More prob­lem­at­ic still is the use, or rather mis­use, of Arabic type. Take these images, for exam­ple. The image on the left reads It would be nice if you decid­ed to design in Arabic because it’s a beau­ti­ful lan­guage!” This in fact Arabic type is used to con­vey English words. On the right is the ban­ner of an event. Again, the text is writ­ten with Arabic type, but the words are English. This reads Pretty Little Things.” Not only does this under­mine the Arabic lan­guage, the text is not leg­i­ble. So if I had no idea what the even­t’s name was, I most prob­a­bly would­n’t be able to read this. And there are numer­ous oth­er examples.

The Approach in Education

The per­pet­u­a­tion of these visu­al clichés and mis­us­es stem, I believe, from the way design is taught in the region. Here are the cur­ric­u­la of the graph­ic design pro­grams at the American University of Kuwait and at Virginia Commonwealth University in Qatar.

Let’s take a clos­er look. Typography class­es are pre­dom­i­nant­ly English-based, with no focus on Arabic. The art his­to­ry class I stud­ied at the American University of Kuwait, which enriched my knowl­edge, was a sur­vey of Western art only. Business of Design is a course that teach­es a Western busi­ness mod­el and dis­re­gards the cul­tur­al par­tic­u­lar­i­ty of trans­act­ing busi­ness in the Gulf, a region where an impor­tant phase of a busi­ness dis­cus­sion occa­sion­al­ly takes place at a Dewaniya, as men­tioned ear­li­er in this pre­sen­ta­tion is a men’s-only territory.

Design Education is the Platform

I believe it’s time to explore Khaleeji aes­thet­ics in order to move on from the clichéd rep­e­ti­tions of our cul­tur­al icons, and I think design edu­ca­tion should be at the fore­front of such pio­neer­ing work. As long as the knowl­edge of the Gulf’s his­to­ry is absent from school cur­ric­u­la in the region, the progress of design here will remain idle and tied to occa­sion­al work­shops with ref­er­ence to a remote and vague sense of the past.

However, there is a sign of hope. A dis­tinc­tive pro­gram is offered at Qatar Faculty of Islamic Studies, the Masters of Science in Urban Design and Architecture in Islamic Societies. It is locally-centered, and looks at Islamic cul­ture from a con­tem­po­rary per­spec­tive rather than only his­toric. It is note­wor­thy to also look at some oth­er majors this local insti­tute offers: Islamic Finance, Public Policy is Islam. These are con­sid­ered more con­ven­tion­al dis­ci­plines, espe­cial­ly in the Gulf, where the under­stand­ing of the impor­tance of design in is still in its ear­ly stages. By includ­ing a design pro­gram, this school acknowl­edges the equal impor­tance of design as a discipline.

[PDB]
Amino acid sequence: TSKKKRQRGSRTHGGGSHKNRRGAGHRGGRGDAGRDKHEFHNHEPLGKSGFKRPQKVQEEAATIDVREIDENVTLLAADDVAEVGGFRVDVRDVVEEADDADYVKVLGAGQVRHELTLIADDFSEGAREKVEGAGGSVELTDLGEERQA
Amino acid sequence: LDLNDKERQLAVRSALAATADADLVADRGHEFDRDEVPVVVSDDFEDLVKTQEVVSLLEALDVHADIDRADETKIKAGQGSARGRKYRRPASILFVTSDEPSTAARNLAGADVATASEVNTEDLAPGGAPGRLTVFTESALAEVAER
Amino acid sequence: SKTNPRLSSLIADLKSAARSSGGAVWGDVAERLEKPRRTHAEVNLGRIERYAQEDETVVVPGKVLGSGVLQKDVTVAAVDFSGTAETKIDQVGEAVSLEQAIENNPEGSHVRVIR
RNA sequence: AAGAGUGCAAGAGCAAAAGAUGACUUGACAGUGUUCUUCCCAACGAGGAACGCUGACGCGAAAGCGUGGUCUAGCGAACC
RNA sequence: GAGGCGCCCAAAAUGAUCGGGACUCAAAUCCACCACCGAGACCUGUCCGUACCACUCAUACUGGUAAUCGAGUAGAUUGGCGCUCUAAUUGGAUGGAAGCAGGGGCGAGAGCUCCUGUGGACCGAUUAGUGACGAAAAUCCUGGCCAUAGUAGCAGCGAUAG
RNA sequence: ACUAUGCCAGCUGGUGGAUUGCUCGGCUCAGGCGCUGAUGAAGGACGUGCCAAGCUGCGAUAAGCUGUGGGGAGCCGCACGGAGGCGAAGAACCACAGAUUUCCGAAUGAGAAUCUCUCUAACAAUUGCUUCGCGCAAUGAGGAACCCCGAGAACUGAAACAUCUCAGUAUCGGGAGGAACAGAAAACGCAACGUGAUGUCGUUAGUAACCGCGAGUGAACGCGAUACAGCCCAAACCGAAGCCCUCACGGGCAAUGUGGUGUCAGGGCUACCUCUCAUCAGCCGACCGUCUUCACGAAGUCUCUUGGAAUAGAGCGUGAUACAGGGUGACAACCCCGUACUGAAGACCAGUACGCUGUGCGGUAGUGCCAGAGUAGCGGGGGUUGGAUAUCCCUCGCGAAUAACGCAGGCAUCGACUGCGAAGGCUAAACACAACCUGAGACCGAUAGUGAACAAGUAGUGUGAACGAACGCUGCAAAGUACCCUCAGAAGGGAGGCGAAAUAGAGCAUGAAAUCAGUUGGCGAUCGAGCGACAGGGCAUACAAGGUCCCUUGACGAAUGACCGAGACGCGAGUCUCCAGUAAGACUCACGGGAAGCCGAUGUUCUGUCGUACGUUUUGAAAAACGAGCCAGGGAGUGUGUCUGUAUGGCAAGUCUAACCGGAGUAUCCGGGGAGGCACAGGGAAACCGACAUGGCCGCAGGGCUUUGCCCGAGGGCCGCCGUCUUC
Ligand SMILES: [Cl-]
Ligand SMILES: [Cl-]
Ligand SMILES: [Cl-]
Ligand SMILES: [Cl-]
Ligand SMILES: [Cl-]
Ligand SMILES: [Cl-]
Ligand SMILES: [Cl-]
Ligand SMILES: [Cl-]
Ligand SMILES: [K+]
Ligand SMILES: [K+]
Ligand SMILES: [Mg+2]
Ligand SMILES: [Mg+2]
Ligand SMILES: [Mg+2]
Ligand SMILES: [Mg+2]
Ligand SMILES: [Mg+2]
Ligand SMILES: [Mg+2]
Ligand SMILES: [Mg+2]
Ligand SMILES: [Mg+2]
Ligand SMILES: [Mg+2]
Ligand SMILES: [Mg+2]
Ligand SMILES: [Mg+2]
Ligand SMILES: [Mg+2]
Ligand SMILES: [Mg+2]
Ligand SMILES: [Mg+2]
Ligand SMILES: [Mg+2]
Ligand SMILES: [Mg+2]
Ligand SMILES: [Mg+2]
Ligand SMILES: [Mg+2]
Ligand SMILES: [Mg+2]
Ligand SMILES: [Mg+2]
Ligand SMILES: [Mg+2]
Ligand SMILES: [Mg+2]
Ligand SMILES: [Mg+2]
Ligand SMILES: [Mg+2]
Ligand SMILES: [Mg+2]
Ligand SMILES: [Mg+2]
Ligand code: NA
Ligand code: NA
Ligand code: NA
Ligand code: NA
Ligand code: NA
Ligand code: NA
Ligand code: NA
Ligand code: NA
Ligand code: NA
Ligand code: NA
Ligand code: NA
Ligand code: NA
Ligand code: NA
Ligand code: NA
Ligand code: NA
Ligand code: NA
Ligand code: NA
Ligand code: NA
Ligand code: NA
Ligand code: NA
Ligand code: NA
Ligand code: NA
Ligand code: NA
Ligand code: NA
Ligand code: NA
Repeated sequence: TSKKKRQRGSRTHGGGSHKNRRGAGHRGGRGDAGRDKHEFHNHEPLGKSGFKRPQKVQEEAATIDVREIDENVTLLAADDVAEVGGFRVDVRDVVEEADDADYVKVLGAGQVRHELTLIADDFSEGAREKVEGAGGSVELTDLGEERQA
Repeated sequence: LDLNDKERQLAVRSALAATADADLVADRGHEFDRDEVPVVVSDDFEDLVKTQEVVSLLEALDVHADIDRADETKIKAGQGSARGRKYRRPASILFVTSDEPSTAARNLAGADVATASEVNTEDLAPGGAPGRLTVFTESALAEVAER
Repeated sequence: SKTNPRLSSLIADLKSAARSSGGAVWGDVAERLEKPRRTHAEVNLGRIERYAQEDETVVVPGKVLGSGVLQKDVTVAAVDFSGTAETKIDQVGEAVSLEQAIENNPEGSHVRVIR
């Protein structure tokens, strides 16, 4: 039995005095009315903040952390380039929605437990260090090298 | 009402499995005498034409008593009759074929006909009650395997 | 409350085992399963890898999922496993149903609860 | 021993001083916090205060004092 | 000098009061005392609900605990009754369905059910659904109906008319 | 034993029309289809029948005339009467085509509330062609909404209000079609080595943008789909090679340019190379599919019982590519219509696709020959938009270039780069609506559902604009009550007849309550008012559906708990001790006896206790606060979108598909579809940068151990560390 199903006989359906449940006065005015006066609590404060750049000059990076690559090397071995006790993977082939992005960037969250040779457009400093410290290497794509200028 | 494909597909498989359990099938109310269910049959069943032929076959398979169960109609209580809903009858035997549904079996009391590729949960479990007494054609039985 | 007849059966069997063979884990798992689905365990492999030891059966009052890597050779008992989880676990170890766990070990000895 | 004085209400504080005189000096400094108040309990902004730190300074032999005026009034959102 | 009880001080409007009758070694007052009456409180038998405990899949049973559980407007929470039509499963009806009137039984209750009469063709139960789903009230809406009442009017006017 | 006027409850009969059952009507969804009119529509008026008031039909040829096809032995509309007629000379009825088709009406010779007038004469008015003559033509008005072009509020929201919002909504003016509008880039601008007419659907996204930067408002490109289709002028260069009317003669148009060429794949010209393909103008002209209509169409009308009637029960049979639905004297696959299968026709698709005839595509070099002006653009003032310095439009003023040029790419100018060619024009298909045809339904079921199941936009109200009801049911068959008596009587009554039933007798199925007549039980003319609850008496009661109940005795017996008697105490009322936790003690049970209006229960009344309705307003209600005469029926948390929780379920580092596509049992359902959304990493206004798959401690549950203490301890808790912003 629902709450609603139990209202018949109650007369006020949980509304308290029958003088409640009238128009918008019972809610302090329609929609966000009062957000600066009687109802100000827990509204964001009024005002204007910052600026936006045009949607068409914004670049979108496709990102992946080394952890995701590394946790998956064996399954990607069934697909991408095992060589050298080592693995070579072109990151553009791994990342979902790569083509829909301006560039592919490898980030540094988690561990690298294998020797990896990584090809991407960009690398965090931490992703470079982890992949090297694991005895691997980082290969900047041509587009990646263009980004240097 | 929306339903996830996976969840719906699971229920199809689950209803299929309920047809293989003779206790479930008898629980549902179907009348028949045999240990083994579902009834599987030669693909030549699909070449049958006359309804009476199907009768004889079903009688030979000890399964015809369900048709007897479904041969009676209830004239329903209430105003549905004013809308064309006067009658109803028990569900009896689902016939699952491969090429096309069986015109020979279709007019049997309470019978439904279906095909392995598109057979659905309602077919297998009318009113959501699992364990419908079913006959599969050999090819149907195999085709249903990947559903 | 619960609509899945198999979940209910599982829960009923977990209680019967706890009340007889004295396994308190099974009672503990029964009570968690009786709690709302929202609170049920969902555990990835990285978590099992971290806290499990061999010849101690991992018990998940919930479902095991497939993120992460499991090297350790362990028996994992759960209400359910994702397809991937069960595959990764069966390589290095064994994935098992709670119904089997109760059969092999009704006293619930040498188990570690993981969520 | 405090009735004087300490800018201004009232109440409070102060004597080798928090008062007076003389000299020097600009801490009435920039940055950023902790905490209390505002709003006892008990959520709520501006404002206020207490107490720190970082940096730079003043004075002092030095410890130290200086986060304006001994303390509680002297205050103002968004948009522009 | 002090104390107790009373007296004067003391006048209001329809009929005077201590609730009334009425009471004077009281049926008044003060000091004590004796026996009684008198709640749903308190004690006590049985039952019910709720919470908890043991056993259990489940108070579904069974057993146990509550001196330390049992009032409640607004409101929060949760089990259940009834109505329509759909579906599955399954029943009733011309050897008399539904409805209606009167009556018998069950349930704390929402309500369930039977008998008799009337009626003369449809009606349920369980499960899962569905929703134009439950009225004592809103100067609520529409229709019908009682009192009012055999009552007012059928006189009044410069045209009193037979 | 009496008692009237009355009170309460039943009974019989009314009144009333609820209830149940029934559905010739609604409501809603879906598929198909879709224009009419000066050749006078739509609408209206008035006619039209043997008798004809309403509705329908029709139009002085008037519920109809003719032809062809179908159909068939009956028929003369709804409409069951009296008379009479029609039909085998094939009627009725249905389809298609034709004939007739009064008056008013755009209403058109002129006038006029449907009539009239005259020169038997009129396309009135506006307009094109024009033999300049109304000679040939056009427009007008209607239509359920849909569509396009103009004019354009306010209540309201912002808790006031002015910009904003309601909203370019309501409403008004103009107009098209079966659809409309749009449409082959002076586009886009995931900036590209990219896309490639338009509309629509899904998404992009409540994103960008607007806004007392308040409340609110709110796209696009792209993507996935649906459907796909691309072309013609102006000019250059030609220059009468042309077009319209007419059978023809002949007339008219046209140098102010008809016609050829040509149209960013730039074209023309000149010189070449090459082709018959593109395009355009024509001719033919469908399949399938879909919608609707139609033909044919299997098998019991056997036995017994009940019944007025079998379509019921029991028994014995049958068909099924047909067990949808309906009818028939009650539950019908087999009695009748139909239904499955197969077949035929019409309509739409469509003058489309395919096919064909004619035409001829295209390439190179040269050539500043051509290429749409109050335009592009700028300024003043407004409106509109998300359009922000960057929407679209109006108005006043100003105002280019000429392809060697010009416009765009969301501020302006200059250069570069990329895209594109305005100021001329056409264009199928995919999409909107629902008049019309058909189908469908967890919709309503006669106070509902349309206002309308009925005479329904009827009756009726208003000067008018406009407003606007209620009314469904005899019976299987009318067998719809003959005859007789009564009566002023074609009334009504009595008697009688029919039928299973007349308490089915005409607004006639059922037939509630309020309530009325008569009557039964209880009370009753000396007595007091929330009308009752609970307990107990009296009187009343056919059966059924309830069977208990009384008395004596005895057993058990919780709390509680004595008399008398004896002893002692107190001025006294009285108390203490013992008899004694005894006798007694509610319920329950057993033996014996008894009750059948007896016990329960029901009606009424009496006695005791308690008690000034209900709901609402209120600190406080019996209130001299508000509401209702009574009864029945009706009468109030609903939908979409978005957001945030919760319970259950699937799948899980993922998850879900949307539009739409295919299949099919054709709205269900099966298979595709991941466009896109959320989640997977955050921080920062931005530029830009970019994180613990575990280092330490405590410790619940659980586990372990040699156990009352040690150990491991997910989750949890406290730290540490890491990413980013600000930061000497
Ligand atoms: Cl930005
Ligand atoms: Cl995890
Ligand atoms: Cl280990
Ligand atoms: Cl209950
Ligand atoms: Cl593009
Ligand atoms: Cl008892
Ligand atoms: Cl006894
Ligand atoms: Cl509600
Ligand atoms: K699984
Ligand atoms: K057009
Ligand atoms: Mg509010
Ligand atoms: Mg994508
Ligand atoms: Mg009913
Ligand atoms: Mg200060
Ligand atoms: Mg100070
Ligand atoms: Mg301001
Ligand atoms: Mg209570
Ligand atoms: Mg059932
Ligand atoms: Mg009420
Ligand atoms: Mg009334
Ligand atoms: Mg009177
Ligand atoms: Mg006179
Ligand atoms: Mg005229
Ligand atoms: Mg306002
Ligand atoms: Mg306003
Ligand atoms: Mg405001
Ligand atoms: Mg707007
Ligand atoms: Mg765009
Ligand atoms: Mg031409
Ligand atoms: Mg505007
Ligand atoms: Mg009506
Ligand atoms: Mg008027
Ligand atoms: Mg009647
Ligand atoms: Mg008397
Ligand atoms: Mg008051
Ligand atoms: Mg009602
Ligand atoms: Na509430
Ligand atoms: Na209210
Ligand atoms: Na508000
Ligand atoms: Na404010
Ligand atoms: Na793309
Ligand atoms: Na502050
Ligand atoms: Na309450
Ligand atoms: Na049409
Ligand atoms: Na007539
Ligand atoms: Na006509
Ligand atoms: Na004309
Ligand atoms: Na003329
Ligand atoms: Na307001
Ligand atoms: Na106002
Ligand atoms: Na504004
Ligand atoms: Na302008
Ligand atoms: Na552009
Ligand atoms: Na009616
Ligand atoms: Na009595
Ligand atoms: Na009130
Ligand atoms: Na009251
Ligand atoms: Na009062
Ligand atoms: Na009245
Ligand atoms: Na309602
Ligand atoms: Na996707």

It is also where the 21st Century Mosque is housed. Completion is expect­ed the sum­mer of 2014. A win­ning design by Mangera Yvars Architects based in London and Barcelona, the main aim of this project is to doc­u­ment Qatar’s advance­ment in Islamic archi­tec­ture while intro­duc­ing inno­v­a­tive design con­cepts for a mod­ern mosque. Qatar Faculty of Islamic Studies sets the tone with a syn­the­sis of con­tem­po­rary Western and tra­di­tion­al Gulf aesthetics.

I’ll ask you to take a moment to take a moment to look at the cours­es offered and real­ize how they are par­tic­u­lar­ly tweaked to edu­cat­ed design from an Islamic aspect. While it is a post-graduate archi­tec­ture pro­gram, design stu­dents from var­i­ous dis­ci­plines could ben­e­fit from tak­ing a num­ber of class­es offered here like the History and Theory of Architecture, Islamic Civilizations, for instance.

While this is a promis­ing start, there is still much more work to be done. Issues like the unavail­abil­i­ty of man­u­fac­tur­ing in the Gulf, the lack of resources, the absence of crit­i­cism, all hin­der the progress of design in the Gulf. These are com­plex and inter­con­nect­ed issues that need to be addressed. 

This pre­sen­ta­tion has a time lim­it, but the con­ver­sa­tion must con­tin­ue. Thank you.

Further Reference

Presentation list­ing at the Lingua Franca con­fer­ence site, and Nawar’s bio with link to an extract from her thesis.